Mental Health Services Oversight and Accountability Commission (MHSOAC)

Building a Shared Vision in California for Improving Outcomes for Individuals with Serious Mental Illness

Practice Area: Behavioral Health Scope: County Location: CA Status: Active

Project Overview

Inspired by our groundbreaking work with the Los Angeles County Department of Mental Health, Third Sector is leading a cohort of nine diverse California counties over 4.5 years in transforming their Full Service Partnership (FSP) programs to improve client outcomes. Through data-driven approaches and cross-county collaboration Third Sector is working with the counties both collectively and individually to implement an outcomes-focused approach that will increase their overall ability to use data to improve FSP services and outcomes

Challenge

We believe in a society where all people, no matter their race, background, or circumstance, can receive the behavioral health supports they need through responsive and functional public systems. Too often, we have failed to build robust behavioral health service delivery systems that provide the critical access, resources, and data necessary to support those needing services most optimally. 

In California, $1 billion in public funds are invested annually in Full Service Partnerships (FSPs), which provide comprehensive community-based services for more than 60,000 individuals facing severe and persistent mental illness. The FSP philosophy is to do "whatever it takes" to help people on their path to recovery and wellness.

FSPs have tremendous potential to reduce psychiatric hospitalizations, homelessness, incarceration, and prolonged suffering by Californians with severe mental health needs. However, FSP programming varies significantly from county to county, with different operational definitions and a lack of consistent data processes that make it challenging to understand and tell a statewide impact story.

Process

To address these challenges, the California Multi-County Full Service Partnership Innovation Project brings together nine diverse counties to change how they develop, implement, and evaluate critical mental health services using a more data-driven and person-centered approach. Beginning in early 2020, Fresno, Sacramento, San Bernardino, San Mateo, Siskiyou, and Ventura counties launched the first 'wave' of the cohort. In August 2021, Lake and Stanislaus counties joined the project, followed by Napa County in October 2022, to form 'wave 2' of the cohort.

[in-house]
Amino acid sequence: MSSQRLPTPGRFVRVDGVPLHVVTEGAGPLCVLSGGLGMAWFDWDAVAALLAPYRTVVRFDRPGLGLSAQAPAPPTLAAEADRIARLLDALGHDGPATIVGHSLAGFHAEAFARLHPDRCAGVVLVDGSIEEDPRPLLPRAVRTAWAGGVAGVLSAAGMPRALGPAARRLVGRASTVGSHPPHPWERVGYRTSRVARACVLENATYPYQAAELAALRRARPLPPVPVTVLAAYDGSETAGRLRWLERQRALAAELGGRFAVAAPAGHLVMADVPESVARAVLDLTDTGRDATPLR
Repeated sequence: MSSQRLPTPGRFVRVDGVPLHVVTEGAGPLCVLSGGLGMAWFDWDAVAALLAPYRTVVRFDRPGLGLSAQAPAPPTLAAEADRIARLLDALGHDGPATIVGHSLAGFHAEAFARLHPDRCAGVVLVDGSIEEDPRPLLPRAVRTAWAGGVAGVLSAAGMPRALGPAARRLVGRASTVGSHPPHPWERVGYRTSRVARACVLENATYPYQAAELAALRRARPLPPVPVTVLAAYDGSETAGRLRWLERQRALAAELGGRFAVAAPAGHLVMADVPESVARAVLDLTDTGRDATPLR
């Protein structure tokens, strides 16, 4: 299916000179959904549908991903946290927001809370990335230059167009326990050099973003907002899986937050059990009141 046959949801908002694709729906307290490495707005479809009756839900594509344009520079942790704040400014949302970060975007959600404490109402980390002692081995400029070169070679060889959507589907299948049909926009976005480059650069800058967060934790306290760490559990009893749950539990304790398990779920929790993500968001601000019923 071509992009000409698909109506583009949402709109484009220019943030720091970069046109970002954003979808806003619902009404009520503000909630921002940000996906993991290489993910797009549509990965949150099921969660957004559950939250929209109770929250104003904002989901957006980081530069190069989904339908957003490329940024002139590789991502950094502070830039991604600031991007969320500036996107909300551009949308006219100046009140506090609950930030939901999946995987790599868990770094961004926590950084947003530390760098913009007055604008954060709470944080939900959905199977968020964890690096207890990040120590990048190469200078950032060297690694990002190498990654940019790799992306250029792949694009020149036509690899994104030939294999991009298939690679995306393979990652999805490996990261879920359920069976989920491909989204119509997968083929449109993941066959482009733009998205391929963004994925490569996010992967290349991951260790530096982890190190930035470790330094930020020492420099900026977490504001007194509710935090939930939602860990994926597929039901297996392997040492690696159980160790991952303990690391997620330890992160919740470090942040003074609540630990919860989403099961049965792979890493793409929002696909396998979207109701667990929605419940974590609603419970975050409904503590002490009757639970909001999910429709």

Third Sector provides technical assistance and expertise in outcomes-focused approaches to the counties and works in partnership with California's Mental Health Services Oversight and Accountability Commission (MHSOAC), CalMHSA (fiscal intermediary), and the RAND Corporation (evaluator) to identify and implement changes to data collection and reporting, service guidelines, eligibility and graduation requirements, and other program elements to improve FSP programs across the state. 

The project builds on work Third Sector and LA County's Department of Mental Health conducted to transform that county's FSP program by building on their initial groundbreaking data and outcomes efforts to new geographies and localities with a statewide perspective. Counties leverage the cohort's collective power and shared learnings to maximize FSP program impact and ultimately drive transformational change in the delivery of mental health services.